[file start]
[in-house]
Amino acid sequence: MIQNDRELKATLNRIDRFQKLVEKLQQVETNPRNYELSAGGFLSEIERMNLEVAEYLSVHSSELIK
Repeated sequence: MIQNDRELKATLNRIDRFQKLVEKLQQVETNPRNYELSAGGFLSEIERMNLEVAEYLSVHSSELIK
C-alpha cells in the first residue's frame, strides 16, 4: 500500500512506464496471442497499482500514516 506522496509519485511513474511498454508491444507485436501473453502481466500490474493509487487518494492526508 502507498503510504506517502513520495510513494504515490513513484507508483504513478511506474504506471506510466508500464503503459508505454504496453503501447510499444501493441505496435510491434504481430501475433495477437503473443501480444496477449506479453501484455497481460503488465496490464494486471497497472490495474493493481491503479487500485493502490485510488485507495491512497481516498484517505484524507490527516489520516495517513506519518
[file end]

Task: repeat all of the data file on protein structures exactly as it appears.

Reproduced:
[in-house]
Amino acid sequence: MIQNDRELKATLNRIDRFQKLVEKLQQVETNPRNYELSAGGFLSEIERMNLEVAEYLSVHSSELIK
Repeated sequence: MIQNDRELKATLNRIDRFQKLVEKLQQVETNPRNYELSAGGFLSEIERMNLEVAEYLSVHSSELIK
C-alpha cells in the first residue's frame, strides 16, 4: 500500500512506464496471442497499482500514516 506522496509519485511513474511498454508491444507485436501473453502481466500490474493509487487518494492526508 502507498503510504506517502513520495510513494504515490513513484507508483504513478511506474504506471506510466508500464503503459508505454504496453503501447510499444501493441505496435510491434504481430501475433495477437503473443501480444496477449506479453501484455497481460503488465496490464494486471497497472490495474493493481491503479487500485493502490485510488485507495491512497481516498484517505484524507490527516489520516495517513506519518